If the listener becomes sensitized to the use of varied articulation, whether on wind instruments, strings or drums or, it becomes hard to hear many performers’ solos without experiencing a quasi-verbal statement (think for instance of Joe Henderson, Joe Lovano, Mingus himself, Art Blakey, Max Roach).  Although Mingus’s statement has been in the public domain for nearly thirty years now, it has evoked precious little comment, and one has to wonder why. Is this a discussion whose time has come, rather like the subject of swing rhythms and uneven eighth notes? Or is it something, unlike swing, that we prefer not to think about, because it casts doubt on the prevailing preoccupations of jazz scholarship and of jazz performance studies? Certainly, it would be easier to believe Mingus was capable of a certain level of exaggeration than that he imagined the whole thing — especially given the weight of evidence available elsewhere when one scratches the surface.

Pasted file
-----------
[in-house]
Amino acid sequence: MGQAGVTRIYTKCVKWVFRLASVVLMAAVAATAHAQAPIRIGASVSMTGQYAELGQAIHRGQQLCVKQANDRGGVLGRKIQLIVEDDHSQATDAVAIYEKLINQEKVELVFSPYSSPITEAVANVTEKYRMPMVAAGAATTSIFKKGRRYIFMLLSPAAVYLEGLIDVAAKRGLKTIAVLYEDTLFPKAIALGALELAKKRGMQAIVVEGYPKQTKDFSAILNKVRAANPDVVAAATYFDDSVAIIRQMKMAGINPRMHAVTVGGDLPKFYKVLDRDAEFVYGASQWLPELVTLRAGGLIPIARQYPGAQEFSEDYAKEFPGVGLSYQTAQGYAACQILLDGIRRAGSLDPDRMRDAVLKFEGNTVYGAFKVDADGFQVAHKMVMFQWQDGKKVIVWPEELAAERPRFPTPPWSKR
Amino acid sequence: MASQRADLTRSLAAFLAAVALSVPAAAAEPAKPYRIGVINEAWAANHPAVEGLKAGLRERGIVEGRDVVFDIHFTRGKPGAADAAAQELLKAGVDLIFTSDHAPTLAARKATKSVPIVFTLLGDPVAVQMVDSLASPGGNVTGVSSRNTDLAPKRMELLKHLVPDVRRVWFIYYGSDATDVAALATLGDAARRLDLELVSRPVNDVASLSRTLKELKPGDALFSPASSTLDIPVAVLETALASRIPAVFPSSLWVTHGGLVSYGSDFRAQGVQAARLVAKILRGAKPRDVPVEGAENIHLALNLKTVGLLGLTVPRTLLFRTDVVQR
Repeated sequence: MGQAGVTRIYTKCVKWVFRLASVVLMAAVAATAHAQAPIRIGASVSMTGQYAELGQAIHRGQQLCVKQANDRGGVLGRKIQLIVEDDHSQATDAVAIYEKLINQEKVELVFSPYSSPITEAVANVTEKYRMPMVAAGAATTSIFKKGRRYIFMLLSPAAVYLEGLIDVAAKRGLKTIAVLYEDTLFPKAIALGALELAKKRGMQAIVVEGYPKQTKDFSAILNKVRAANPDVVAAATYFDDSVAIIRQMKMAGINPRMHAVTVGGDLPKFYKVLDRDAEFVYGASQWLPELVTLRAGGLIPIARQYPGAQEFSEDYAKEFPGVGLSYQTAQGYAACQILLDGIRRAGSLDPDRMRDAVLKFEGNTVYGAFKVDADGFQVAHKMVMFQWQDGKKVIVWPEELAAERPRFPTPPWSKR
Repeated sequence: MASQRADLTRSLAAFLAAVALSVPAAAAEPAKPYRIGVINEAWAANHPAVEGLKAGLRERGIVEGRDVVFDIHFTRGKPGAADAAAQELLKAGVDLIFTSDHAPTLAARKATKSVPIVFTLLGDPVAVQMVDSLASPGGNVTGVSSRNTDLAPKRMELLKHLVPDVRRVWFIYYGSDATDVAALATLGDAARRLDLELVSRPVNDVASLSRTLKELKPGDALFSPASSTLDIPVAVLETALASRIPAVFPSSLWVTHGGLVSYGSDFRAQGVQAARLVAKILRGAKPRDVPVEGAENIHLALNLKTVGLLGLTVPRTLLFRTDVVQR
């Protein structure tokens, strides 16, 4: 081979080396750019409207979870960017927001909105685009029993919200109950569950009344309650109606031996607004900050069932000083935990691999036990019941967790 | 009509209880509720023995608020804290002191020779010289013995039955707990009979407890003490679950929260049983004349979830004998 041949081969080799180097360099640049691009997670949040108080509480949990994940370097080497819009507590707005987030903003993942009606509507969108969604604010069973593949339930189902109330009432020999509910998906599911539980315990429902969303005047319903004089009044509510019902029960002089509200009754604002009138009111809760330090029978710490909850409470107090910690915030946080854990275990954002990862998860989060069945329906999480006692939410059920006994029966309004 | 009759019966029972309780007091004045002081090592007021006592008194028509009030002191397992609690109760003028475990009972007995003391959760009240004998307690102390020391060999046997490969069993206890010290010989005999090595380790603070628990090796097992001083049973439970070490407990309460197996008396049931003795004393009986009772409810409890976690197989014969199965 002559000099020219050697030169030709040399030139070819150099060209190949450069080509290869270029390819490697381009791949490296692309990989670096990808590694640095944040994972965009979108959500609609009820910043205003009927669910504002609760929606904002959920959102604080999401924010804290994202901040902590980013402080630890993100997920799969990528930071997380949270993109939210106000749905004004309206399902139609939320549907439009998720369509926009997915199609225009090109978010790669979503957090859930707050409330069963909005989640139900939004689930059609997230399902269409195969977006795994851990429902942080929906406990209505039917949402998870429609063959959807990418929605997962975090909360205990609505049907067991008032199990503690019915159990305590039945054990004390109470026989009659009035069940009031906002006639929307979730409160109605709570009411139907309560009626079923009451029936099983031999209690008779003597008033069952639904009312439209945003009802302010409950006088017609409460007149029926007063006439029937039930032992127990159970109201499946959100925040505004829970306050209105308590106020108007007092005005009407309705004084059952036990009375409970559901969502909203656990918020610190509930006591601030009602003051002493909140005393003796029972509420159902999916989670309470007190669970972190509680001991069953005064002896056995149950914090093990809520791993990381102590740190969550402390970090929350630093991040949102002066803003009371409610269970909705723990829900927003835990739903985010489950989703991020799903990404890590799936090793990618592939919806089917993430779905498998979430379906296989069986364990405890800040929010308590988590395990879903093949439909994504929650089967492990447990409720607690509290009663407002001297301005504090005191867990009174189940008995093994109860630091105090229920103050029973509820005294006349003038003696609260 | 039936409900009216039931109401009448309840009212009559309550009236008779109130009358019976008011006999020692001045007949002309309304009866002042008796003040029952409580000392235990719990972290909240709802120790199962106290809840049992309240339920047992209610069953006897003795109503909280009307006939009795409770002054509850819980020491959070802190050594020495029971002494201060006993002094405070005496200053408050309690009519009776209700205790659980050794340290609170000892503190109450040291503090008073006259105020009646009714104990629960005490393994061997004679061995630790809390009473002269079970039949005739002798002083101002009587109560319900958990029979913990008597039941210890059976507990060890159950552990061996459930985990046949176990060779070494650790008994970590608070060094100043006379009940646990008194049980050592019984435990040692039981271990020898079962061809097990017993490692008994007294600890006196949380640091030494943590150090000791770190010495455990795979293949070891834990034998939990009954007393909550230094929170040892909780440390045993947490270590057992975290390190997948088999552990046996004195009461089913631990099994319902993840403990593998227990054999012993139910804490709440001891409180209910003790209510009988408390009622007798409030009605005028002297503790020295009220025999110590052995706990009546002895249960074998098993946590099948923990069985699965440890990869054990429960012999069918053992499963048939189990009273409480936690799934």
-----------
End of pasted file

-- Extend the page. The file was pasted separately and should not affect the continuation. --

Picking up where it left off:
Now that jazz is a fully-fledged academic subject, it is perhaps not surprising that there is some tension between those whose studies are minutely specialized and those who are categorized as generalists. The Ellingtonian title of this paper can be seen here as a criticism frequently leveled at the generalists who, in attempting to remain in touch and in sympathy with everything that has been produced, may seem incapable of getting to grips with detail. However, it seems to me that the opposite is more true, that it is in fact the specialists who end up dealing with only superficial aspects, and risk missing out on the essence. I am certainly not moralizing in a prescriptive way as to how the performance of jazz ‘ought to’ develop, whether more or less blues-oriented. But I am saying that jazz scholarship has been seriously deficient, not merely failing to address some of the factors I have raised but remaining blissfully unaware of them. 
 A promisingly titled article by Vic Hobson, “New Orleans Jazz and the Blues,” Jazz Perspectives 5, no. 1 (2011): 3–27, quotes lyrics only, with almost no reference to instrumental content. This, however, merely follows the long-standing tendency of writers on blues to privilege the lyrical content over considerations of musical qualities and techniques.